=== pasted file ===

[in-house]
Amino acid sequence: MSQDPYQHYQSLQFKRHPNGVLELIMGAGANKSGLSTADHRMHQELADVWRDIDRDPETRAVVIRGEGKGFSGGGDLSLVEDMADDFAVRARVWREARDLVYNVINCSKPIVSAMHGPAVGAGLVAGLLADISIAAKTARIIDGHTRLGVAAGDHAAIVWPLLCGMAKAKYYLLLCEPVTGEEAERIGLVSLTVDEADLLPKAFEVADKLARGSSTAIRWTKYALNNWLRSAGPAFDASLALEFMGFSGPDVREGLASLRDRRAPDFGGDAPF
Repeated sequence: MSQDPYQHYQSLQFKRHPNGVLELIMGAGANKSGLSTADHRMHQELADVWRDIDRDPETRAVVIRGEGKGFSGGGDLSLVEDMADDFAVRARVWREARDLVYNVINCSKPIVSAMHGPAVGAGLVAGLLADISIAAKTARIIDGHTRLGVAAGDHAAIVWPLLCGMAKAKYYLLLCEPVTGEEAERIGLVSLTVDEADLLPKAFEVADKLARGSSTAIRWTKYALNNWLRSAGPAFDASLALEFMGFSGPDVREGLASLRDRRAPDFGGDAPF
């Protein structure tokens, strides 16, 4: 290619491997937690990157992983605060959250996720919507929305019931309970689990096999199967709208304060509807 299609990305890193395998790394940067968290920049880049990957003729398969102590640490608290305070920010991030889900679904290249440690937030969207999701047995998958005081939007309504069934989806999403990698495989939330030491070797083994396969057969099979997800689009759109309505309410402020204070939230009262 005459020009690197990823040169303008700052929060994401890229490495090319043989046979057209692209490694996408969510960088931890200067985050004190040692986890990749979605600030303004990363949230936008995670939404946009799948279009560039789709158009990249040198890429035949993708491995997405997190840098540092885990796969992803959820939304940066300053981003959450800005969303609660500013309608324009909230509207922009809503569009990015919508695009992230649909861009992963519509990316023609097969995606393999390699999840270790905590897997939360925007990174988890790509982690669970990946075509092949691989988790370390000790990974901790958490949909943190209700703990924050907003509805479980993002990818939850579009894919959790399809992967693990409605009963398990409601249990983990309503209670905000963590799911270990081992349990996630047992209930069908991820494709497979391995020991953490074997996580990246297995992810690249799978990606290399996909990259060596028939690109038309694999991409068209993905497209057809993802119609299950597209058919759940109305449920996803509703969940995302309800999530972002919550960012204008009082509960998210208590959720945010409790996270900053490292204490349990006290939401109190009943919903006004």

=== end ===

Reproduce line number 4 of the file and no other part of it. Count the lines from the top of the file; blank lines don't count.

């Protein structure tokens, strides 16, 4: 290619491997937690990157992983605060959250996720919507929305019931309970689990096999199967709208304060509807 299609990305890193395998790394940067968290920049880049990957003729398969102590640490608290305070920010991030889900679904290249440690937030969207999701047995998958005081939007309504069934989806999403990698495989939330030491070797083994396969057969099979997800689009759109309505309410402020204070939230009262 005459020009690197990823040169303008700052929060994401890229490495090319043989046979057209692209490694996408969510960088931890200067985050004190040692986890990749979605600030303004990363949230936008995670939404946009799948279009560039789709158009990249040198890429035949993708491995997405997190840098540092885990796969992803959820939304940066300053981003959450800005969303609660500013309608324009909230509207922009809503569009990015919508695009992230649909861009992963519509990316023609097969995606393999390699999840270790905590897997939360925007990174988890790509982690669970990946075509092949691989988790370390000790990974901790958490949909943190209700703990924050907003509805479980993002990818939850579009894919959790399809992967693990409605009963398990409601249990983990309503209670905000963590799911270990081992349990996630047992209930069908991820494709497979391995020991953490074997996580990246297995992810690249799978990606290399996909990259060596028939690109038309694999991409068209993905497209057809993802119609299950597209058919759940109305449920996803509703969940995302309800999530972002919550960012204008009082509960998210208590959720945010409790996270900053490292204490349990006290939401109190009943919903006004």